We’ve linked to and re-capped three posts below: a first setting out a strategy for gathering midterm teaching feedback from students; a second focused on a set of teaching and learning “change ups” that can spark new energy; and a third more specifically addressing ways to “up” the reading and discussion engagement as students now move into next levels of thinking and learning.
To supplement the original blog posts, we share here a Mid-Term Evaluation template built on the What Works / What Could Work Better that’s integral to the Student Feedback through Consensus, which uses guided discussion and consensus to generate clear, prioritized, and confidential student feedback on classroom instruction or curriculum.While instructors can often set up these through their local teaching centers, it is also possible for instructors to survey their students by making use of the basic What Works / What Could Work Better questions linked to this technique. Instructors who take this approach should make every effort to
- collect responses during a class session – setting aside 10 or so minutes at the end of a session for students to write out brief, first-order responses;
- plan for reviewing responses anonymously – this can be achieved, for example, by setting up a Google Form that does not require students to share their personal log in information, or by arranging for a staff member or trusted colleague to type up responses students write out during class time (then safely recycling or shredding written responses);
- identify themes within this qualitative data, in part via conversation with a teaching peer or consultant to understand patterns in the responses, and develop a plan for making modifications;
- discuss the survey data, proposed/immediate changes with students in a next class session, taking time to address also the what and why of changes you will not be making.
“What Works? What Could Work Better?”
Mid-semester assessment of teaching and learning that’s based on the two basic questions – What Works? and What Could Work Better? – can serve as a reminder to students that as teachers we are, indeed, interested in how they are learning, as well as in how we are teaching. Making use of this type of midterm assessment survey and follow up discussion, not surprisingly, makes way for students to meaningfully engage the required end-of-term evaluations of teaching.
The bit of preparation, class time, with data entry and analysis to ground a follow up conversation with students needn’t total more than two hours time: 15 minutes in class for students to individually complete th feedback survey, an hour compile and analyse data, 30 minutes to talk about the ideas with a colleague or co-teacher, and 15 minutes for a follow up discussion with students. The small investment of time engaged in asking, listening, synthesizing and responding can bring big rewards in the form of enhancing the classroom climate, illuminating learning practices that work, and moving ahead with learning.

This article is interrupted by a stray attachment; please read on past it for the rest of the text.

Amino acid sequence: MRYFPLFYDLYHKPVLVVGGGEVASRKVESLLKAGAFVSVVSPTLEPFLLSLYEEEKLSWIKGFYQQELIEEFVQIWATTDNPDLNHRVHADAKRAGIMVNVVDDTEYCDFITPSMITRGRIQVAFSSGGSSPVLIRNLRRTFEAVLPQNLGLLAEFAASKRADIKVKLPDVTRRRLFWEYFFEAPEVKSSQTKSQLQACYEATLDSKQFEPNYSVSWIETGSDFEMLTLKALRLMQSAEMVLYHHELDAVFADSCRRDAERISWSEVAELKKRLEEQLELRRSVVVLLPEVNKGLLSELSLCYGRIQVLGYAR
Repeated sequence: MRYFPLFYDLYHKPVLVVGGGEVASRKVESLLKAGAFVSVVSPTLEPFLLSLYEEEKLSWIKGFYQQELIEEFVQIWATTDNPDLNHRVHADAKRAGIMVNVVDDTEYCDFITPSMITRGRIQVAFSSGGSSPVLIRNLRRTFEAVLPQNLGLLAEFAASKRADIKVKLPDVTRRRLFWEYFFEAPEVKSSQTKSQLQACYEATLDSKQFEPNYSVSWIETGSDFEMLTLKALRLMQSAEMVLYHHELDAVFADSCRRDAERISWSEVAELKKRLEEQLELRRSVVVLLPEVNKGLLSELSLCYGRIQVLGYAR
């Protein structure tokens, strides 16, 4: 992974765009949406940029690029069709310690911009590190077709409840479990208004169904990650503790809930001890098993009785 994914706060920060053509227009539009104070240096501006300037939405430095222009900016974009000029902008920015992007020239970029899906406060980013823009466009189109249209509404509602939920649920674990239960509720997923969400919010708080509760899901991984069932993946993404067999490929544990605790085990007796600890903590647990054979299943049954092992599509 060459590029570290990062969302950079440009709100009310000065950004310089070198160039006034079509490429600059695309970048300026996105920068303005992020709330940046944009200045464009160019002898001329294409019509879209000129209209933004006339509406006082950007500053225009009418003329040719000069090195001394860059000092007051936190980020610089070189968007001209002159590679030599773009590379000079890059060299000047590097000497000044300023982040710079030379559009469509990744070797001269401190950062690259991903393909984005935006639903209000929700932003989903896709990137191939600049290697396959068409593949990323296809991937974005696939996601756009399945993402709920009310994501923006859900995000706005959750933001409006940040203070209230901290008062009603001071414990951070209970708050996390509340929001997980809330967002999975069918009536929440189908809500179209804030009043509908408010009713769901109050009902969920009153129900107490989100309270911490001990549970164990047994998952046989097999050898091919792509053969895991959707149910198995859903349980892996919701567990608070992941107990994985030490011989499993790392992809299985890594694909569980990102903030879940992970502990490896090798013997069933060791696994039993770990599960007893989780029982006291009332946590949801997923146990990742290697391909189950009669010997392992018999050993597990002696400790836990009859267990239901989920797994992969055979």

Mid-Term Change Ups for Learning and Teaching
At midterm, the higher stakes papers, projects, exams and other performance-based activities are either taking shape or being completed. With midterm due dates and exam sessions, the energy level in a classroom often drops off. As students are meeting deadlines for a number of courses – not just your class – they slump. Perhaps disinterest, more likely over stimulation. Perhaps low motivation, more likely over-whelmedness. Perhaps boredom, more likely not knowing how to make the transition from one aspect of course learning to the next. So, what are some ways for navigating out of the slump with our students?
In this earlier post, Jane O’Brien and Bill Rozaitis explore
- formative assessment techniques to learn about student learning,
- test review sessions & sparking new learning strategies,
- synthesizing techniques for deepening learning, and
- peer instruction.
Drawing on the mix of “High Impact – Low Prep” in shaping activities, Jane and Bill suggest a variety of teaching strategies teachers have found valuable in moving student learning out of the slump.
Keeping Up with the Readings
One persistent problem teachers report around midterm is keeping students engaged with and accountable for regularly completing core course readings. We know that actively responding to readings – whether the content is explicitly discussed in class or not – provides students with opportunities to explore new ideas, to practice ways of connecting readings to in class activities, to make room for integrating other students’ insights, to practically link ideas within the course to places beyond the classroom. Low stakes writing prompts that engage students in rehearsing skills of thinking, responding and communicating in a particular field of study before the start of class can have a dynamic effect on their learning and our teaching during shared class sessions.
In the post highlighted here, Bill Rozaitis discusses ways of using short writing prompts in an online discussion forum to guide student responses to readings, building his suggestions from five factors that underpin success:
- requiring the assignment,
- stressing its low stakes nature,
- using it every week,
- choosing clear and compelling questions that scaffold class assignments, and
- using student writing as an entry point for in-class activities.
And, as Peter Elbow points out in Specific Uses and Benefits of Low Stakes Writing, these approaches can be applied in classrooms of all sizes, with the aid – for example – of 3×5 index cards at the start of class, or via Moodle discussion forums which students and teachers engage ahead of class.